Things You'll Need
A flat edge shovel
Plastic or metal bed edging
Gravel or crushed rock
It is possible to purchase pavers that are already curved. These units, typically made out of concrete, have been poured and set in prefabricated molds, and you can achieve some beautiful designs with them. Natural material like stone, however, can only be cut in straight lines unless you have access to some very expensive and precise jig saws made specifically for cutting stone.
Have you ever wondered how stone masons laid those wonderful curved stone patios and paths in formal English gardens? Making curves with pavers is almost as easy as setting them straight. The main question to determine at the beginning, though, is whether your curves will be gentle or tight.
Clear the area to be paved, the exact same way you would for laying straight pavers. It needs to be fairly level and smooth, free of roots and debris, and slightly sloped away from any structures, like your home.
Use the garden hose to outline the curve you wish to make, laying it on the ground.
Dig out the area to be paved 6 inches to 8 inches deep, using the hose as your guide, and then install flexible bed edging along the boundaries. Make sure to set it securely in place with the wooden stakes.
Lay your substrate (gravel or crushed rock) and compact it with the compactor.
Lay the shorter end of the pavers up against the inside of the bed edging. The pavers can be up to 1/4 inch apart up against the edging, but the closer they are together, the better.
Continue in this fashion along the entire length of the edging, and then set the next row with pavers. Do this until you have set the entire width of the space you wish to lay, and then install another bed edger to secure the space. This second edger will be parallel to the one you first set.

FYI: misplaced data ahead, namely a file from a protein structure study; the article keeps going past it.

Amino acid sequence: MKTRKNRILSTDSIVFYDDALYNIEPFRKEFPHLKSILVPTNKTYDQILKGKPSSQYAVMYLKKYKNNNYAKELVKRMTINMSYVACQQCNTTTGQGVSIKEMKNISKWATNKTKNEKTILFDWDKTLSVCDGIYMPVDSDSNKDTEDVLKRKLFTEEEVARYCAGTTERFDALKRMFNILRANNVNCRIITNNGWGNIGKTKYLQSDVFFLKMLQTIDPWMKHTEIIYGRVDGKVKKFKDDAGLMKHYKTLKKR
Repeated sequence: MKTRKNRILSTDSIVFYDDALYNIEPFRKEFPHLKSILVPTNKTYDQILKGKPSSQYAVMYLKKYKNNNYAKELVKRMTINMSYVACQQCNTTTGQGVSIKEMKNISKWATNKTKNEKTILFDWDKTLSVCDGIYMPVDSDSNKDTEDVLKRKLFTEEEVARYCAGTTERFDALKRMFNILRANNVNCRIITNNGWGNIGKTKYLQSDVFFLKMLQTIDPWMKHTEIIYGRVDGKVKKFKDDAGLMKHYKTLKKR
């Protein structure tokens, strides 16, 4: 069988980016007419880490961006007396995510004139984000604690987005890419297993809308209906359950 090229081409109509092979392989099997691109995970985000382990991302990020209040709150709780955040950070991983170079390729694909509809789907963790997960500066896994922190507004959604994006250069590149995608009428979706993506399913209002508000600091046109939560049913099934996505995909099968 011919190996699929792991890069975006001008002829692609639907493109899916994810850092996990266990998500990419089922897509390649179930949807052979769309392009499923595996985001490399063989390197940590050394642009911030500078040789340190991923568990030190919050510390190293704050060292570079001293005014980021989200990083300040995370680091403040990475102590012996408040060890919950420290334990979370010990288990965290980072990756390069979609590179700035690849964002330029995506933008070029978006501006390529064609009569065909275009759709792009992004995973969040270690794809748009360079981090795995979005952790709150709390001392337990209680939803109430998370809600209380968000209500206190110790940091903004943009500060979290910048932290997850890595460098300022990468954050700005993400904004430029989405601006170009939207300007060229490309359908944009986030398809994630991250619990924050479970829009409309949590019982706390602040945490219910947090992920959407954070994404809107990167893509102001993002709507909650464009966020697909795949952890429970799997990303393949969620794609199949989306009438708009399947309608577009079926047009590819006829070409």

Finish the job the same way you would for laying straight pavers, filling any gaps between pavers with sand by pouring and sweeping the sand into the cracks.
Laying Tight Curves
Prepare the ground the exact same way as described above for laying pavers in a gently sloping curve.
Lay pavers on the ground, making sure to exceed the dimensions of the final curved area.
Use the garden hose to outline the curve you wish to make, laying it on top of the pavers.
Using the chalk, draw an outline of the curve on the top of the pavers. Use the garden hose as your guide.
Put on your protective eyewear, and cut the pavers with the wet saw. Remember that you can't actually cut curves with the saw. You will be cutting straight lines. The shape will appear curved, however, when all the pavers have been set.
Install bed edging along the outsides of the curve once all the pavers have been cut and placed. Set the edging securely in place with the wooden stakes.
Finish the job the same way you would for laying straight pavers.
Micah Rubenstein has been writing professionally since 1985. He was the editor of the online publication GrailWorld Magazine, the host and producer of the weekly "Message In Music" radio series and a former professor at Kenyon College in Gambier, Ohio. He teaches at Columbus State Community College and Granite State College in New Hampshire. He holds a Bachelor of Arts in music from Brown University.